FINMA Decision in the Matter of KPT

In January 2012 FINMA announced that it sanctioned a Swiss insurance company and its directors for their improper behaviour relating to an employee participation program in connection with a contemplated merger with another Swiss health insurance carrier. This article discusses the cause for this decision and its legal foundations.

By Stefan Breitenstein (Reference: CapLaw-2012-3)

With decision dated 6 January 2012 (Press Release of FINMA dated 11 January

2012) the Swiss Financial Markets Supervisory Authority FINMA (FINMA) closed its administrative investigation started in 2010 against KPT Versicherungen AG (KPT Insurance), a Swiss insurance company, and its board members by finding serious violations of fiduciary duties. The decision related to the fixing of the repurchase price of company shares forming part of an employee participation program in connection with a contemplated merger with another Swiss health insurance carrier as well as mandate agreements with board members. In both cases FINMA held that rules relating to conflicts of interests were not sufficiently observed. As a result, FINMA banned two former board members for four years from acting in a high level function in the financial sector and ordered the disgorgement of illegal profits. Further, FINMA appointed an official administrator for the purpose of assuming the functions of the board of directors and for duly selecting new board members. The day-to-day operation of the insurance company and its solvency were not affected by the decision.

The FINMA decision related to a typical corporate self-dealing case, the facts of which can be summarized as follows. KPT Insurance is part of the KPT Health Insurance Group. At the top of the group are the KPT Insurance Cooperative and the KPT Health Insurance Cooperative. They hold together 100% of KPT Holding AG (KPT Holding) which, in turn, holds 91% of KPT Insurance and 100% of two health insurance companies as well as a number of auxiliary service companies. 9% of KPT Insurance was held by a management participation plan in the form of a foundation. Under this management participation plan the board members, the executives and employees of KPT Insurance could purchase shares for a price of CHF 28 in 2006 and CHF 40 in 2007. The twelve top persons held 27.7% of the plan shares, the remaining plan shares were held by 350 employees. As late as in spring 2010, members of the board purchased plan shares at favourable terms. In summer 2010, KPT Group agreed on a merger with another Swiss health insurance carrier whereby, as a pre-condition of the merger, the 9% minority stake held by the management participation plan had to be repurchased by KPT Holding. Based on external valuations, the board of KPT Insurance fixed the purchase price for the plan shares at CHF 600. According to press reports, this would have led to a payout to board members, executives and employees of CHF 50 million in the aggregate. The proposed transaction would have generated gains of 2,000% respectively 1,400% in four respectively three years. According to press reports, the former chairman of the board would have made a gain of CHF 1.2 million. This deal caused widespread concern in the industry and prompted FINMA to intervene by stopping the repurchase and launching an investigation.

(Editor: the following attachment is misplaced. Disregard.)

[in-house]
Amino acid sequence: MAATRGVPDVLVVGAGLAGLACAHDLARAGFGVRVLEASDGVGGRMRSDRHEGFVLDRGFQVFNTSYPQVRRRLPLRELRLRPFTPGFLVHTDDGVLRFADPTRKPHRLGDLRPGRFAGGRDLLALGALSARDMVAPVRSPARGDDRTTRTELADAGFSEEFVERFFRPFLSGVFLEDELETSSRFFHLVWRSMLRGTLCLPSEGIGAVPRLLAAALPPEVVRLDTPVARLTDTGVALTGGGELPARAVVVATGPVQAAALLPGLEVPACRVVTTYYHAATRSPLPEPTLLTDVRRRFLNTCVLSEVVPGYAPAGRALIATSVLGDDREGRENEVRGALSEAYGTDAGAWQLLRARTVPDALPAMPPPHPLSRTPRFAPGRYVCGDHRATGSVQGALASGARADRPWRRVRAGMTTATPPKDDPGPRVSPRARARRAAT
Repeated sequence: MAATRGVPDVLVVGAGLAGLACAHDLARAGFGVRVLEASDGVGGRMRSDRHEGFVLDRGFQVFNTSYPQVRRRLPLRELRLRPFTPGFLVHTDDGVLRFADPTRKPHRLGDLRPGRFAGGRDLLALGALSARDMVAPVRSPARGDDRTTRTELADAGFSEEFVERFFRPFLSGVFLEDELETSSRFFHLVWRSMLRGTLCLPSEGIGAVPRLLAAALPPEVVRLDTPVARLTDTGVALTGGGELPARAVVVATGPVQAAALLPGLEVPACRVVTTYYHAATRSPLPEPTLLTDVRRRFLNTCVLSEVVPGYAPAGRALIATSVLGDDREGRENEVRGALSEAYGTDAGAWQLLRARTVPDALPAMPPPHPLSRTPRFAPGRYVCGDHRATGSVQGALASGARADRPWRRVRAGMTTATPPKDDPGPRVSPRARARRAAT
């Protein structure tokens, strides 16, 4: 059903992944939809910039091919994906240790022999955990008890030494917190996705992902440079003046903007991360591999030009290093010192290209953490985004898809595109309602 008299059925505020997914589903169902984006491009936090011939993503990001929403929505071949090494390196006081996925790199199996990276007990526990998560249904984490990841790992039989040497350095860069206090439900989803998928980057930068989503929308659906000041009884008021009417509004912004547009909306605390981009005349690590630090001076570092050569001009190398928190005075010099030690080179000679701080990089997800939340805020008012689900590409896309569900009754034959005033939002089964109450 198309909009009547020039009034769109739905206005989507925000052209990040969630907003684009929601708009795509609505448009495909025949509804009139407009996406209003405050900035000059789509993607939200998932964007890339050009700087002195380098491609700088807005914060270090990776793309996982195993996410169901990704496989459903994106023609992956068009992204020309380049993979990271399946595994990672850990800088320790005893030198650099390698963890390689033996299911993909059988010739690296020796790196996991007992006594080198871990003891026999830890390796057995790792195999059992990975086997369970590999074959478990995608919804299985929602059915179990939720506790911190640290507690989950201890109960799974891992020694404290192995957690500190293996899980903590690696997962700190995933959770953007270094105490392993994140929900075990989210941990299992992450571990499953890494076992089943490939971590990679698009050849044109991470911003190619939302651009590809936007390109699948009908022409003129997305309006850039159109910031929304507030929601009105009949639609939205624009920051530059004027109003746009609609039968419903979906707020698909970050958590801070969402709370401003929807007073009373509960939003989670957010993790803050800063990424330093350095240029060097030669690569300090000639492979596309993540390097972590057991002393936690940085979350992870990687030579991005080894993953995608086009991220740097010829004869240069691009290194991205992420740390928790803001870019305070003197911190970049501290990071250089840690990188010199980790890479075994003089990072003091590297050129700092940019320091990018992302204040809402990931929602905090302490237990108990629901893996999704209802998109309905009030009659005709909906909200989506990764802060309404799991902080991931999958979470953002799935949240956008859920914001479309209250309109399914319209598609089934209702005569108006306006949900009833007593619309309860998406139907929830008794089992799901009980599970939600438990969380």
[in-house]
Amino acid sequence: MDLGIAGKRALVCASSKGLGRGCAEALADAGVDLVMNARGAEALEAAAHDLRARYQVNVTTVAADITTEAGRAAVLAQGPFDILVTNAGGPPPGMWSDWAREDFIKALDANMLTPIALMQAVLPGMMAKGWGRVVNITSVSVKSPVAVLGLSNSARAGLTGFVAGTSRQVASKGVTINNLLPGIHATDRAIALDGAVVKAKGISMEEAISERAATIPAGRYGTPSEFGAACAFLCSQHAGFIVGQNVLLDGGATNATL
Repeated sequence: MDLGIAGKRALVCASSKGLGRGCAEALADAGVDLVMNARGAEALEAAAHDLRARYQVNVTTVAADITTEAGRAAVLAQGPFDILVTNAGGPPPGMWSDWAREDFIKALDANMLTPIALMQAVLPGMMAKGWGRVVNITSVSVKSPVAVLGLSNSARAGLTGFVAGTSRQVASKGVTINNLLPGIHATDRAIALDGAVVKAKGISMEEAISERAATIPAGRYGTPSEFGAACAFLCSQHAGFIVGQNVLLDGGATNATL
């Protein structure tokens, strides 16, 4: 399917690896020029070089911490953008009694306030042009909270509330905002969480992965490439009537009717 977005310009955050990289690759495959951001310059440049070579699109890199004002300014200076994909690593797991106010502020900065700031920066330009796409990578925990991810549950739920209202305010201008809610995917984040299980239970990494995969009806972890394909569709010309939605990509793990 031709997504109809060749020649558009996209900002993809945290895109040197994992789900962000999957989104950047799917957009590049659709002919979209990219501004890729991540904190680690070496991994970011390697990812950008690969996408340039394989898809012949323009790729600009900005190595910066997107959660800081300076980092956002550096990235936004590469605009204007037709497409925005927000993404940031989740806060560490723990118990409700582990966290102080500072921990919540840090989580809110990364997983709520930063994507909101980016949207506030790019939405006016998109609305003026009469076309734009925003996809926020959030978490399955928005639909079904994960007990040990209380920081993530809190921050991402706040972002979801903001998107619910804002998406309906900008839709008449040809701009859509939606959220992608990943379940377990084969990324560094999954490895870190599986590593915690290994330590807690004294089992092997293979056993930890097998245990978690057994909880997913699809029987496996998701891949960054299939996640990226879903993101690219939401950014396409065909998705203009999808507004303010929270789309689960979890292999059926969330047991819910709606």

As a health insurance carrier, KPT Group has two supervisors. The part of the group that provides for the Swiss compulsory health insurance program is supervised by the Swiss Federal Social Insurance Department while the part of the group that offers compulsory private insurance programs is supervised by FINMA in its capacity as regulator for insurance companies. As a requirement to obtain and continuously hold an insurance licence, the board of directors and the executives of an insurance company as well as the company itself must ensure proper business conduct (einwandfreie Gewähr). This broad and open notion applies not only to insurance companies but also to banks and other FINMA licensed financial companies. By applying this broad notion, FINMA and its predecessors have developed a considerable case law which requires licensed companies and their board members and executives not only to comply with special financial regulations but also with general principles of corporate and contract law including rules and principles regarding conflicts of interests and self-dealing.

FINMA held that the board of directors of KPT Insurance seriously violated its fiduciary duties:

  • By approving the repurchase of plan shares. FINMA, in particular, argued that the board members still purchased plan shares in spring 2010 when the proposed repurchase, as part of the merger, was already contemplated. Accordingly, FINMA held that the board not only seriously violated its fiduciary duties when fixing the repurchase price but also when buying plan shares immediately prior to the proposed merger;
  • by authorizing payments to board members in addition to regular board fees and bonuses under mandate agreements without that additional services were actually provided;
  • by using technical reserves for financing the repurchase of plan shares; and
  • by providing a loan to KPT Holding to effect the repurchase.

The decision of FINMA is not yet published and the chairman of the board has, according to press reports, announced to appeal against the decision before the Swiss Federal Administrative Court. Only when the decision of FINMA is published and has become final, a detailed review of the reasoning of FINMA and the broader implications on the financial industry can be made.